At the turn of the year, one of my acquaintances set to cross out a certain lass on his hit list. Makumi is his name, so we call him Das. She’s a lovely professional, the target prey, if I say so myself. Working an eight to five in the county capital, entity withheld. Decent residence, judging by the neighbourhood. Intelligence briefs reported that she was most probably single: grabbed a drink in town every random Thursday- ever alone. She’s Sue.
Chimp was also an uncaged bird, so I patted him on the back and said, ‘’Invest, big boy, seems clever. You could even go for the long haul, you know, it’s about time.’’
‘’No way!’’ Snapped Das, ‘’ I’m still on Thrill Avenue.’’
‘’Just remember it’s the females who hunt in the Simba kingdom,’’ I replied.
‘’ Sue me if I get caught!’’ Das defended.
‘’ Sue you!’’
She took him in circles for four months, after which he came back and confessed, ‘’Never seen such. I’m ready to get caught now. Settle if I must.’’
Well, nine months later, Das’ Ndoto has become Lotto, I am happy to report. As a stakeholder in the pregnancy-long investment, I had to ask for a briefing after the summarised report landed at my desk.
‘’So, is it safe to say you are no longer single, Das?’’ I quipped as we sat down to watch football last night.
‘’ Sue is definitely winning an Oscar!’’ Das replied conclusively.
‘’ I…I don’t read, ‘’ I lamented, scanning him for tell-tale signs.
‘’ Those ‘Ooohs’ weren’t loyal.’’ He said flatly, indicating that particular conversation was dead.
I did not ask any more questions because it was a night to talk games, not anatomy. We watched in silence as Arsenal unconvincingly saw off Doncaster.
But Das’ story reminded me of the first time I discovered that ‘Oooohs’ are sometimes not loyal.
I had just cleared form four. I left school on Wednesday, but I could not manage to directly attend a leavers’ bash for logistical reasons. I had strict eyes trained on me, so I chose to sit and wait for Friday.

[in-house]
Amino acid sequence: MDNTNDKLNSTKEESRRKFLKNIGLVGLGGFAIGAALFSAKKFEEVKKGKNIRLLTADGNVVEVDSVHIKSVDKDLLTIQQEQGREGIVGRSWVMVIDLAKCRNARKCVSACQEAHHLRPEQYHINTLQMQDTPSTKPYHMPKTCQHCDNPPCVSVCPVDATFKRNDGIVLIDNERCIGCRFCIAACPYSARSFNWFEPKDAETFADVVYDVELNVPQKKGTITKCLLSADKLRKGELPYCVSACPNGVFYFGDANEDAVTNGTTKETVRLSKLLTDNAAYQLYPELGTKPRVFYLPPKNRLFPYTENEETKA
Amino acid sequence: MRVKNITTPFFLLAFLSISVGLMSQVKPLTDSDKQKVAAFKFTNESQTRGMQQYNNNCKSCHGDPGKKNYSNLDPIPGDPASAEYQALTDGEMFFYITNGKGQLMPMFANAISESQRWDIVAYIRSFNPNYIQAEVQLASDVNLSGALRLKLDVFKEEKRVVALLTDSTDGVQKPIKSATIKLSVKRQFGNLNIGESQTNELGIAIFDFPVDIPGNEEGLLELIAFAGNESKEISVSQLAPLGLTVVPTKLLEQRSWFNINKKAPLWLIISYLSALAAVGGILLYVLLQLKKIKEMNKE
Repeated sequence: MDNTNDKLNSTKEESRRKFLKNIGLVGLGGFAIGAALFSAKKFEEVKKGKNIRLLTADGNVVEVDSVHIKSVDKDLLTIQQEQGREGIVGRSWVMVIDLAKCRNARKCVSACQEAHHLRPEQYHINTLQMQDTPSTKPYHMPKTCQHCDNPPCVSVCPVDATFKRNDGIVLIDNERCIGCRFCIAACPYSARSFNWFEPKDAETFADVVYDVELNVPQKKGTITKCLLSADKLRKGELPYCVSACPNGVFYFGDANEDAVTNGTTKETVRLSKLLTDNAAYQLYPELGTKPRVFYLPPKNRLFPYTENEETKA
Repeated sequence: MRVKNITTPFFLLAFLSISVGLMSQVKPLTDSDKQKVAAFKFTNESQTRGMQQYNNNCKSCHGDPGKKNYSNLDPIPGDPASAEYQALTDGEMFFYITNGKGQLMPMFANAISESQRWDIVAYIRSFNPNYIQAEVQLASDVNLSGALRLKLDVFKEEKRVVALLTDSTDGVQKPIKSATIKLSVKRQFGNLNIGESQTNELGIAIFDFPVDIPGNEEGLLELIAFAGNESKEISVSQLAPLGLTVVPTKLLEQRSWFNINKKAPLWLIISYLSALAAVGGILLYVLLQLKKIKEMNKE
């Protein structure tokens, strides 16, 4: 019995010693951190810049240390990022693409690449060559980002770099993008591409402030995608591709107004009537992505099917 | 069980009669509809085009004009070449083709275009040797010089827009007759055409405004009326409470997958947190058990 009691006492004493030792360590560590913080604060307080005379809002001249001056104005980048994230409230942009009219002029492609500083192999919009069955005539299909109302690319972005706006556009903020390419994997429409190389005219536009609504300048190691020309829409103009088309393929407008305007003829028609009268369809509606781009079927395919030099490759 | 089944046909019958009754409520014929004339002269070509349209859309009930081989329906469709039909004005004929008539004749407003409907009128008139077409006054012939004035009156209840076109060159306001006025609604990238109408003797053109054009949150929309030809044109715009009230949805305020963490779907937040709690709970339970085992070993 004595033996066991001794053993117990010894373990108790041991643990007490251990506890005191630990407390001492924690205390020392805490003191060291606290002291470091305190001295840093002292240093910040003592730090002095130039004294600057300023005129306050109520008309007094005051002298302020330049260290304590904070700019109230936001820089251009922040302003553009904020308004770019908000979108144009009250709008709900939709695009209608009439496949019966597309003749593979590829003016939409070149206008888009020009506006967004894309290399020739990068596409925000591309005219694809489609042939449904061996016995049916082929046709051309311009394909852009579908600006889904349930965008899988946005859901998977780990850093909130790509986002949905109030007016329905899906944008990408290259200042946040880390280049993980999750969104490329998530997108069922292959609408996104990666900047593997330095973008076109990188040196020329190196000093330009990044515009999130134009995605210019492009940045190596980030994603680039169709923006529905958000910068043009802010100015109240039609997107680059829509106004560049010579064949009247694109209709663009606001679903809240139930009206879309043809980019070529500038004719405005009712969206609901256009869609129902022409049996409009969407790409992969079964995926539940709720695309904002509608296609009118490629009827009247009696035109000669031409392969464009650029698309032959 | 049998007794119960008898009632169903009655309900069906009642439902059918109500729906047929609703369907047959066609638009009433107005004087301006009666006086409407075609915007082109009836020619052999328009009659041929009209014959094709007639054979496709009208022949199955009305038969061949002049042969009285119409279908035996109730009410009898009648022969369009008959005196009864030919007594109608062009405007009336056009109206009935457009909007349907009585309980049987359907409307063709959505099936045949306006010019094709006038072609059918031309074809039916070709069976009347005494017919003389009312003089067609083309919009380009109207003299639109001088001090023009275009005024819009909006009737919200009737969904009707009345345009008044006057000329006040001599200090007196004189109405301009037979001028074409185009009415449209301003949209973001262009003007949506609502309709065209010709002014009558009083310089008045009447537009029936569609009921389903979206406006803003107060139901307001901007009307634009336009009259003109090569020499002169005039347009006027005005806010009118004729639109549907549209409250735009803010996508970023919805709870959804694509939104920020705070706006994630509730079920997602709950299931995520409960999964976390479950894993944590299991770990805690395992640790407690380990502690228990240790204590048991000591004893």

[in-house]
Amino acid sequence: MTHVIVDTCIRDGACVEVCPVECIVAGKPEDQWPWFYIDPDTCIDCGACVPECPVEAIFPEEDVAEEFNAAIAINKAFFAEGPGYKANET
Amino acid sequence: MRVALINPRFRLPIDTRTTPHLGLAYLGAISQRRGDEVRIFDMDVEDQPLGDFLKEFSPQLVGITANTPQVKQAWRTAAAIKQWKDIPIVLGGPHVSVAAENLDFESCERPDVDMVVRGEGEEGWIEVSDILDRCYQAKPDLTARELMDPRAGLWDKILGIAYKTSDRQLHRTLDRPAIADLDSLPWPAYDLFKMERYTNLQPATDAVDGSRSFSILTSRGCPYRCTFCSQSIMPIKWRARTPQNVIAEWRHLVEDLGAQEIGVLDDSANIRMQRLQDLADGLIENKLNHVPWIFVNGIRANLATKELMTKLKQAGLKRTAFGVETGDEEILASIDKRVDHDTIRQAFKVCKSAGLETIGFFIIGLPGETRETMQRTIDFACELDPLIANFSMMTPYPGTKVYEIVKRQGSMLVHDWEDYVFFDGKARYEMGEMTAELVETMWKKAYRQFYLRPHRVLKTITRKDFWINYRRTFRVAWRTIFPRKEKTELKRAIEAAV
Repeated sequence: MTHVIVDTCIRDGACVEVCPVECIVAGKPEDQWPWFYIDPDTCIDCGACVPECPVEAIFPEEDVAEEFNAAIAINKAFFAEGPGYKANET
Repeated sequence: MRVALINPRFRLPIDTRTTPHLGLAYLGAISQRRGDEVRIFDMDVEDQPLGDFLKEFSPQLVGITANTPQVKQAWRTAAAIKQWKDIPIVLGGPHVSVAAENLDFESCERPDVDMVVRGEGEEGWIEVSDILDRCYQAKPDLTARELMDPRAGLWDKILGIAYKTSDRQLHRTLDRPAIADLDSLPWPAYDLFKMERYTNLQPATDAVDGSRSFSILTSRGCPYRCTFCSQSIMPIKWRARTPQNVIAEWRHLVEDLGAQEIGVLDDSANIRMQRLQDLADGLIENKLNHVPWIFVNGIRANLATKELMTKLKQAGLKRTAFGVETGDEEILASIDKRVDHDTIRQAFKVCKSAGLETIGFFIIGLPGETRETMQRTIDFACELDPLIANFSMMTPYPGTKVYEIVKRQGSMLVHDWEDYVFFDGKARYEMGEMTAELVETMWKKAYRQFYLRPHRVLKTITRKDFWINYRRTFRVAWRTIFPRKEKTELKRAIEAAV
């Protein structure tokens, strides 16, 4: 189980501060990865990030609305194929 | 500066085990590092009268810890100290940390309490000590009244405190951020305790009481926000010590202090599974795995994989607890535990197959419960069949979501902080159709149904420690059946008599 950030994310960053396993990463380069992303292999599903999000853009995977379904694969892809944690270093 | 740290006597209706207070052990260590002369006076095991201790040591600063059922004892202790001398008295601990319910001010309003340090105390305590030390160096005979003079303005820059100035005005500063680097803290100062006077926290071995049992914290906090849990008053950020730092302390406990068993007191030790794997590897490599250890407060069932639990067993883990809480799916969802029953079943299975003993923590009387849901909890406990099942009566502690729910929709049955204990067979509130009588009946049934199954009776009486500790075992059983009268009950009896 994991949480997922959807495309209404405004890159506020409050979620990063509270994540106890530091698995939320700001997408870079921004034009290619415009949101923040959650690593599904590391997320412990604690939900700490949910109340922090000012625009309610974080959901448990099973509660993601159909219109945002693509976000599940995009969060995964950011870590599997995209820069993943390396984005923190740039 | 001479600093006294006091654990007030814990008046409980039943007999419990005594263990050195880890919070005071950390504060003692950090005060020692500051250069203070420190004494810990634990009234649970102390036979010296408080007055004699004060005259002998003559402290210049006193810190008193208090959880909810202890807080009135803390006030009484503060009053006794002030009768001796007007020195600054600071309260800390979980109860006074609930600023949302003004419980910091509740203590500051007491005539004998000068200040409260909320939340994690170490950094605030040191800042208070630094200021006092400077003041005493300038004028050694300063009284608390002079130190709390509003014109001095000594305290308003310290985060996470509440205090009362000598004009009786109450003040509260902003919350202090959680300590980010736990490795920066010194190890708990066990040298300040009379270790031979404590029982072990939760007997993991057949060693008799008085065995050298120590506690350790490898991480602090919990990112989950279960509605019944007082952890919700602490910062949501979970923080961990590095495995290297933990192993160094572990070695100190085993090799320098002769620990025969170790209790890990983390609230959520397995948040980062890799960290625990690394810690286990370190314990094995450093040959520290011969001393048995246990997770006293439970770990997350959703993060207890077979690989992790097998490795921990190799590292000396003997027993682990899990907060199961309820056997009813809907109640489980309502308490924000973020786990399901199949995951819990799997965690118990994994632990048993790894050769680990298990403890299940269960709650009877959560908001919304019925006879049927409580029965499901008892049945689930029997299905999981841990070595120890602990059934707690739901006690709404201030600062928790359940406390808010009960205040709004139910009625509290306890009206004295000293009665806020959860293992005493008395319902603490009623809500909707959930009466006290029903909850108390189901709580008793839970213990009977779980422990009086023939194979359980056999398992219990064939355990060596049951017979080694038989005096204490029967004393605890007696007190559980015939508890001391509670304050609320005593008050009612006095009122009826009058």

Come Friday, I arrived at the location which I won’t reveal looking all sharp and dapper. Bash was supposed to kick off at 8:00 pm and go on ‘until you drop,’ but I was there at 6:45. I have never been timelier for any event before or after then.
As you may guess, I had no intention to drop as indicated on the advertisement. My plan was clear: Drink a little to get me mellow and confident, pass a few to the DJ to show appreciation/acquire favours and get some skirt wearer to dance to my tune in and beyond the club. I had saved for the event for a long while in my build up to clearing school, so money wasn’t quite a problem.
Little did I know that I didn’t know!
I wouldn’t until much later, three years later to be precise.
All my plans for the night went according to plan, at least in my eyes. I found me a date and kept her well fed and oiled. We danced and, talked? Not sure. For my generosity, the DJ paid in kind by playing my girls’ requests without frowning. He even mentioned my name around twice through the night. Said I was ‘ndani ya nyumba.’ Major points
By the time everyone was dropping, I and my ‘prom date,’ a fine female who told me she had sat her last paper that afternoon, were still going strong. I should have been alarmed by her stamina at such a young age, but my submission that all things are possible under the sun clouded my vision. We were ready, and all willing ‘ndani ya nyumba ingine.’
By the time I was leaving for home the following day, I couldn’t have asked for a better admission into ‘the world out there.’ The date I had landed had been better than any other I had met in my teen years. Her dance moves and enthusiasm superseded any I had ever seen even in films. I had made a few excesses in finances, but nothing not worth the experience. I however was a little disturbed how Schola- that’s the name I was told she went by- could have such a huge dance floor at such a young age. I had a feeling that her cheers and cries as we danced were a bit over the top.
It wasn’t until three years later I discovered the truth. Well and truly sunken in the real world, I had even lost track of school dates. As I walked into the tavern, I had no idea that it was time for fourth formers to clear school. But then something peculiar caught my attention: A seemingly familiar face in school uniform.
A closer look revealed that it was my ‘prom date’ and she was grooving with the new graduates. I think we locked eyes for a moment, but she looked away too fast. I wanted to believe she was in form one when we first met, but that stubborn little voice in my head kept telling me she had cleared high school way before me, or probably never even been there.
And she was here to welcome another new born.
As Diamond and co. would say, ZIlipendwa! Ufundi Kitandani.